When we produce oil or fossil gas, we emit methane (CH4), a potent greenhouse gas (GHG). A little, say the national emissions statistics. But already too much for the climate. Far too many, say researchers today, who consider the figures on the accounts to be largely underestimated.
Methane (CH4), as we now know, is a particularly potent greenhouse gas (GHG). It’s after carbon dioxidecarbon dioxide (CO2), the second largest contributor to global warming. Extraction and transport of oiloil and gasgas fossil is one of the main anthropogenic sources of CH4 in the air. And researchers from Princeton University (USA) now show that these activities can emit far more greenhouse gases than experts had previously imagined.
The researchers thus reveal that up to five times more methane is emitted during production offshoreoffshore of fossil oil and gas in the UK than what the government has reported. A declaration error which, according to them, is due to a bad calculation method. And since many countries use the same thing, the underestimation of emissionsemissions from CH4 probably not limited to UK.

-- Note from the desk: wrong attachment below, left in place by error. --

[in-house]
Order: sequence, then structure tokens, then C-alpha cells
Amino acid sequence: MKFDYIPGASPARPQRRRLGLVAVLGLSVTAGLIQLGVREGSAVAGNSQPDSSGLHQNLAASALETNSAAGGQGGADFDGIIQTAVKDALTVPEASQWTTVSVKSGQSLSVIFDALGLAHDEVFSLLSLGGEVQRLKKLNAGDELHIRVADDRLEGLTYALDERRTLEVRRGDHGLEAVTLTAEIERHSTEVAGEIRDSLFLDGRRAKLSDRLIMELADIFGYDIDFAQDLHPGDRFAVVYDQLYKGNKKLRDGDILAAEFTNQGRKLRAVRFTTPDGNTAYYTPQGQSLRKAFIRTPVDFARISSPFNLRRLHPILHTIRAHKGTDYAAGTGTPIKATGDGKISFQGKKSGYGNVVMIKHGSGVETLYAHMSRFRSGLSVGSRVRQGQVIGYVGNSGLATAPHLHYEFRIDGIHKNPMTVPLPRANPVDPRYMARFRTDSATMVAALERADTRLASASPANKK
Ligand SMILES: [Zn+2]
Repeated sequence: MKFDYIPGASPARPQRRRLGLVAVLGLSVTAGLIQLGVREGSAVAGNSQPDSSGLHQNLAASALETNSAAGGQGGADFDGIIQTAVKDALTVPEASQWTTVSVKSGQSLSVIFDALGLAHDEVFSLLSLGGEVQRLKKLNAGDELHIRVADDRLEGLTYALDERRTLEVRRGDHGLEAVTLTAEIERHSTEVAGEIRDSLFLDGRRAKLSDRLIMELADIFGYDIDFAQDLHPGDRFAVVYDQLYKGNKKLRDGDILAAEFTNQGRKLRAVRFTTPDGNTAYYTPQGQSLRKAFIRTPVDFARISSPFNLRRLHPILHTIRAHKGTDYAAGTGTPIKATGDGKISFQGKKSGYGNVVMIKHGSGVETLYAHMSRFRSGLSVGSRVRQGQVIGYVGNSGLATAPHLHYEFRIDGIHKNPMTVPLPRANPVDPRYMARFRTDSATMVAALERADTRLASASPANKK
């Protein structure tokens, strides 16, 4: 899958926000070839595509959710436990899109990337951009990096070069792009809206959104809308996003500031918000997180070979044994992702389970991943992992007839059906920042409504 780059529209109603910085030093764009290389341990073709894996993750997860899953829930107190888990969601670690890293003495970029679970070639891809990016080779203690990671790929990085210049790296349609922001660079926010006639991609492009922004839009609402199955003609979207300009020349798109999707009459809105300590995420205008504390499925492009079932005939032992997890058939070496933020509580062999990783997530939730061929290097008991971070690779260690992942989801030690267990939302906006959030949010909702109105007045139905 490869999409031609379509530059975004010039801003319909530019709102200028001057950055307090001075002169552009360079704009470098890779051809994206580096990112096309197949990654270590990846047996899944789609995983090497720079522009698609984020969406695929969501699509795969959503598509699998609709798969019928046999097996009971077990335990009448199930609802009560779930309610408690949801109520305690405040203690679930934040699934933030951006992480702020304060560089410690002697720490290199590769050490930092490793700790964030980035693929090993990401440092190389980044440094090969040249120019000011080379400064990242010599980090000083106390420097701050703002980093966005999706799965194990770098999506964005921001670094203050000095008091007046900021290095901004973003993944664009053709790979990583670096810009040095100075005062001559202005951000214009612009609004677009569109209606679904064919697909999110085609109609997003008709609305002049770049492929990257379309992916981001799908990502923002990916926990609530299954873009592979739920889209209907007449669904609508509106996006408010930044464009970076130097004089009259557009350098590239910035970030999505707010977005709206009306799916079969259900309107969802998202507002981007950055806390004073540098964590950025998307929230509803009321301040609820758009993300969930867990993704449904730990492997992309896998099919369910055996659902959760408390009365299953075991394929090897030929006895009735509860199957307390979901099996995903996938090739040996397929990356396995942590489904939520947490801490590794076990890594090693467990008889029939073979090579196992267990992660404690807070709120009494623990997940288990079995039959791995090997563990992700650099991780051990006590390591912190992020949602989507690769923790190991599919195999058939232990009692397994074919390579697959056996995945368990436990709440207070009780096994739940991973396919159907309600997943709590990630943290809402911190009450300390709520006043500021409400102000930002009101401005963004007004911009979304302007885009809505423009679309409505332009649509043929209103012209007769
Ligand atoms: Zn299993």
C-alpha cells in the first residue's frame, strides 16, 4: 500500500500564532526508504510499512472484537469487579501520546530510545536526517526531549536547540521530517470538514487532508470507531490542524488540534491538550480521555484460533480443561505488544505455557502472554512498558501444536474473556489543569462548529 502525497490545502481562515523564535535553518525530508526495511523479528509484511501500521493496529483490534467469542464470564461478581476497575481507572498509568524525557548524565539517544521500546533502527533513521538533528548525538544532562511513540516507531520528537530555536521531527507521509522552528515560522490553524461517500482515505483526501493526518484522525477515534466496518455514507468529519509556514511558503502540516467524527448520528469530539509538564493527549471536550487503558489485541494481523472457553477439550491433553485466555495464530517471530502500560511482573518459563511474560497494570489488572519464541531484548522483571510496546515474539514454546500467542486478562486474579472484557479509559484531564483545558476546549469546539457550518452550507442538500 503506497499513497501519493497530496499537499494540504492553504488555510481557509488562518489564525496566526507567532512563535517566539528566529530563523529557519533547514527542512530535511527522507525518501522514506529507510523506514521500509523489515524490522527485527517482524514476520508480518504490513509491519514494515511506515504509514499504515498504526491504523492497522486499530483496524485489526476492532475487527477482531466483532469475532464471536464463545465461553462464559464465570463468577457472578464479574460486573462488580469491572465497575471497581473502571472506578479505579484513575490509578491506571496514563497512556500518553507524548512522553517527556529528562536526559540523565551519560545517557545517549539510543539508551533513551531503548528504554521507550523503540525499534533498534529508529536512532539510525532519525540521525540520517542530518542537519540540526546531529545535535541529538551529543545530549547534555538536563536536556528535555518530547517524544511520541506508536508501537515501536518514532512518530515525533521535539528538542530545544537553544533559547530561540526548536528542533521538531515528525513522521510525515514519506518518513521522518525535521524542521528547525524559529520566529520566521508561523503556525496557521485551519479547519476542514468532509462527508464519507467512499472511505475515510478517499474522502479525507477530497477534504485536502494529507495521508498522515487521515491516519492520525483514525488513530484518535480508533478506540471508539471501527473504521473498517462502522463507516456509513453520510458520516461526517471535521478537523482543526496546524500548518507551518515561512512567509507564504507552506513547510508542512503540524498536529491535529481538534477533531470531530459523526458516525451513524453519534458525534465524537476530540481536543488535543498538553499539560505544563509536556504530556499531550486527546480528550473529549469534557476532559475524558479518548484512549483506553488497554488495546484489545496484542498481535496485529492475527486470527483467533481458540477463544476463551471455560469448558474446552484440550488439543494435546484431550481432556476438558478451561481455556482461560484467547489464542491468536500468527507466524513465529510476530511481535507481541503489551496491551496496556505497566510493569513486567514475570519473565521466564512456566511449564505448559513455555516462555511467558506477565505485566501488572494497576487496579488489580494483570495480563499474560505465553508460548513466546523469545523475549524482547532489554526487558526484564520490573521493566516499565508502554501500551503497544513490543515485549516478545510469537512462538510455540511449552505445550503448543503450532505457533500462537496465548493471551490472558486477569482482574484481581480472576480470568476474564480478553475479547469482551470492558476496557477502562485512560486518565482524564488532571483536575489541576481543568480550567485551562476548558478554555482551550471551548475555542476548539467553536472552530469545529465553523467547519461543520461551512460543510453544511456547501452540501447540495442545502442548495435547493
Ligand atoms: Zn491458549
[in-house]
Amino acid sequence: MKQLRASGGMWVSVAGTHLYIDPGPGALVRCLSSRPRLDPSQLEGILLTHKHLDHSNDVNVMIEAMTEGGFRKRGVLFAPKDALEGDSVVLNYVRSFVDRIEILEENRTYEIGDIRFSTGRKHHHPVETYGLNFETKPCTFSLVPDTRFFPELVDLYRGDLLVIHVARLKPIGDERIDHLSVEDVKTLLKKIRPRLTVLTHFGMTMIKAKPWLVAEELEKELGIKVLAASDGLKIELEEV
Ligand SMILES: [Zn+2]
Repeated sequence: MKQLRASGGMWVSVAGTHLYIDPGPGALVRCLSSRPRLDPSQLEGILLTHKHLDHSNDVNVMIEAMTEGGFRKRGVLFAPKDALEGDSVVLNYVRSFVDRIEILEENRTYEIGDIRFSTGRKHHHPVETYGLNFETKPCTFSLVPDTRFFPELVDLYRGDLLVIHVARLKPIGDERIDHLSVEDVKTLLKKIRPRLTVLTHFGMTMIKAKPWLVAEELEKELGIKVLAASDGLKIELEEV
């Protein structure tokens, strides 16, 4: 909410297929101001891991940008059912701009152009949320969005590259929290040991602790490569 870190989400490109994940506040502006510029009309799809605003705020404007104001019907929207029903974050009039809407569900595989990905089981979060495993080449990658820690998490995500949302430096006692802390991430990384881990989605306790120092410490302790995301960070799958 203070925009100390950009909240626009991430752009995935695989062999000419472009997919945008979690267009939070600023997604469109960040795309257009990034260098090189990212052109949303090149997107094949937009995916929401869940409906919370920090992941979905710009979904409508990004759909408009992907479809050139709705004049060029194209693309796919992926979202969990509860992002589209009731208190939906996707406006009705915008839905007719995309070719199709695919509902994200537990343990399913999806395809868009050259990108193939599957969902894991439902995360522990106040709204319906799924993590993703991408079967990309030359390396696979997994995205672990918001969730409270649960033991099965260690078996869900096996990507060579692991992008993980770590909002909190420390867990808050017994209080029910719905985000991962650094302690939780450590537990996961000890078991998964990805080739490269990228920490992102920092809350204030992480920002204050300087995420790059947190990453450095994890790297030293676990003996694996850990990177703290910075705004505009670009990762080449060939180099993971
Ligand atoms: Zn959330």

Avoidable methane emissions
What the Princeton University researchers point to are emission factors – an estimate of the methane emissions associated with each activity – applied to oil or gas discovery, extraction and production offshore fossils. Some would be outdated or poorly adapted. Thus, they would not be sensitive to environmental conditions. And they don’t account for the very real leaks that occur when offshore rigs are idle.
Remember to durationduration relatively short lifetime of methane in the atmosphere and its strong ability to trap heatheat reduce our CH emissions4 one of the most effective ways to slow the rate of climate change. But previous work has already shown that reducing leakage in the oil and fossil gas supply chain can advance the goals while being economically viable. So much information to consider when preparing for the first one “world report” progress in the implementation of the Paris Agreement on weatherweather.